Wikinvest Wire

A(n) historic day

Tuesday, January 20, 2009

That "n" that most people put before the word "historic" never made much sense to me, but, today's the kind of day where you just go with the flow. Via CNN video - "From MLK to Today".

More on "a" vs. "an"...

- "A historic" or "an historic"?
- More on 'A' vs. 'An'
- “A Historic” or “An Historic” Event?

And then there's this:


Anonymous said...

it seems that the stock market is already looking past the events of the day.............

Anonymous said...

The reason for using "a" or "an" is to provide clear separation between the article and the object. Usually, you use "an" before a word starting with a vowel. If you say "a apple", someone might not clearly hear the article, since it slurs with the first letter of the object.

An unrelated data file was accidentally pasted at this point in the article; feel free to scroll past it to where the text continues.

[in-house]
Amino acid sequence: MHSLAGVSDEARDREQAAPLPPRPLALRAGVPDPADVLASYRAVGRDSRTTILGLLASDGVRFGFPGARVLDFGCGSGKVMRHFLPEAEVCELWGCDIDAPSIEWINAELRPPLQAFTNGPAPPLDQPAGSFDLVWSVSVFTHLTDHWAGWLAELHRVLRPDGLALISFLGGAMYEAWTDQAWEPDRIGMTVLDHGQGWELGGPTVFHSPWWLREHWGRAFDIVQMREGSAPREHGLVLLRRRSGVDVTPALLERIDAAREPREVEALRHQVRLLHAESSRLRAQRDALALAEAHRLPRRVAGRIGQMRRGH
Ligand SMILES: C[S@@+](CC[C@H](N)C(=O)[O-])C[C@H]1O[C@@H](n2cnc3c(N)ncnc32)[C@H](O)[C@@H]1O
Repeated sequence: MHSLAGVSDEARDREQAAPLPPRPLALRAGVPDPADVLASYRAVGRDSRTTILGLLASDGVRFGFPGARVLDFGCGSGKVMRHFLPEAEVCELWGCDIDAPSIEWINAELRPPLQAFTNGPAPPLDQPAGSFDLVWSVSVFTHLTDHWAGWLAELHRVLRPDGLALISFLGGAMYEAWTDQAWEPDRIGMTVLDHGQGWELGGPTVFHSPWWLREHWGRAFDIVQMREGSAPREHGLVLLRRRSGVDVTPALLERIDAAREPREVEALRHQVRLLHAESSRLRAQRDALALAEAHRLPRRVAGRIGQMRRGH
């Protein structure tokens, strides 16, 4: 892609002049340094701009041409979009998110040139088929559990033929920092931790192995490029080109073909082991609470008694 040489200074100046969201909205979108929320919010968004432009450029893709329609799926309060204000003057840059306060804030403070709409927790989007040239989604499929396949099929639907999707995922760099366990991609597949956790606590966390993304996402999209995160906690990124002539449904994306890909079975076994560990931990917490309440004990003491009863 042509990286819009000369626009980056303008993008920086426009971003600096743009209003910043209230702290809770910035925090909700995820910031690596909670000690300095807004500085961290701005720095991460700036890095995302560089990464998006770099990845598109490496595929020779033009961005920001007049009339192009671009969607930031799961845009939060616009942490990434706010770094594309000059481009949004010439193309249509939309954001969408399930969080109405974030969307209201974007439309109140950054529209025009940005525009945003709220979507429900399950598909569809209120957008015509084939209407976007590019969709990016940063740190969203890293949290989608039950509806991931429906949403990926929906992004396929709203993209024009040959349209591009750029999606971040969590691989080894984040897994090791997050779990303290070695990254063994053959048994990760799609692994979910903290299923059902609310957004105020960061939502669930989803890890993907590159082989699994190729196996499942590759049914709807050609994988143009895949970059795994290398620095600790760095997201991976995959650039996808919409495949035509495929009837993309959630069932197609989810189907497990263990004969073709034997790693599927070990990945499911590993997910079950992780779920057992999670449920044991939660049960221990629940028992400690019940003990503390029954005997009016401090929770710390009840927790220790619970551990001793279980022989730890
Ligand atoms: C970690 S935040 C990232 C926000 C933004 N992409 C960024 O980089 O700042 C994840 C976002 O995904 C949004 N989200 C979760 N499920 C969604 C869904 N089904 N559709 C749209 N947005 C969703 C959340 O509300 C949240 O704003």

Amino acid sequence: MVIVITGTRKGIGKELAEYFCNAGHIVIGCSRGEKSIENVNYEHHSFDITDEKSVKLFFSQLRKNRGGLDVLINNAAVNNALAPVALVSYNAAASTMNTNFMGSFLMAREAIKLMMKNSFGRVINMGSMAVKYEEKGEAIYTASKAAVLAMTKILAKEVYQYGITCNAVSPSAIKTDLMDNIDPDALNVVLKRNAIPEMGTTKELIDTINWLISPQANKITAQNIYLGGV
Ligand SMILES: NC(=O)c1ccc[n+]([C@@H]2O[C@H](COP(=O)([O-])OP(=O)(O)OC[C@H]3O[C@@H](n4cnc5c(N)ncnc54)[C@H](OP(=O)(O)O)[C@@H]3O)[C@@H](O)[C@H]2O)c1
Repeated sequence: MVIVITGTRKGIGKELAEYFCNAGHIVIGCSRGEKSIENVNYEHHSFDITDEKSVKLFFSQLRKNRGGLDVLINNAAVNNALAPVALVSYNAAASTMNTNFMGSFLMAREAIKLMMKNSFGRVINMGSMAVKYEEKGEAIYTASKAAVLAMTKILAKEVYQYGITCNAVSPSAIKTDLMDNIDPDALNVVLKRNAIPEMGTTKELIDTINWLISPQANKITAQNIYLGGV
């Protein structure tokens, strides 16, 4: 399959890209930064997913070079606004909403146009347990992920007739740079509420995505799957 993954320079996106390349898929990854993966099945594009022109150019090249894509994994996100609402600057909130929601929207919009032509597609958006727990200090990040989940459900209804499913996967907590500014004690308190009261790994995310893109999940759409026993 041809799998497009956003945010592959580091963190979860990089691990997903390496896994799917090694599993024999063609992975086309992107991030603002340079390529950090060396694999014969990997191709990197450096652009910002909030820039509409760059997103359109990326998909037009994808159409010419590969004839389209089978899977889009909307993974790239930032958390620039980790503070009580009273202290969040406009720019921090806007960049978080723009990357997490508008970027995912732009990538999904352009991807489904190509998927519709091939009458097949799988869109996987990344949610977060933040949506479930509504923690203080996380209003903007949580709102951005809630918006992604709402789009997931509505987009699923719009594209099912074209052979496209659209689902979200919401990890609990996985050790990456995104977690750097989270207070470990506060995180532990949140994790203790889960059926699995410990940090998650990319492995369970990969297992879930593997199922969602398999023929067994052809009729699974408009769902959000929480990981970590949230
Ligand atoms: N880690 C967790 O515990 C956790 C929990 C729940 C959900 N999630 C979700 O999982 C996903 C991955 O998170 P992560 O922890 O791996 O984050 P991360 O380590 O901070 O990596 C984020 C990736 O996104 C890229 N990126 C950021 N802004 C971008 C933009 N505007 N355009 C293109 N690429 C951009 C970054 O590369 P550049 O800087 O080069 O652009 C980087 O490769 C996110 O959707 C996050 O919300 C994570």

Most people just make an iron clad rule that you use "an" ONLY before a word starting with a vowel. However, it is appropriate to use it when a word starts with a vowel-like sound, for example, "historic". If you say "a historic", the first part of "historic" is like a short i sound, so the vowels slur.

This is why it is appropriate to say "an historic" while also appropriate to say "a horn". It all depends on how much you emphasize the "h" sound.

Anonymous said...

Oops, I didn't see your links. Sorry about the pedantry.

Sackerson said...

I've looked at the links. It does depend on whether you sound the H, and the way it is now is not necessarily the way it's always been. British history means that Englishmen leant towards Frenchified spellings and pronunciation, even of Latin words, hence "honour" and "favour" vs. the more Classical US "honor" and "favor". Milton's Samson Agonistes (1671) has the hero say "Thou knowst I am an Ebrew."

jesse said...

"I think he's got it!" says Professor Henry Higgins.

Sackerson said...

Watch it, 'enry, I still has me 'at-pin!

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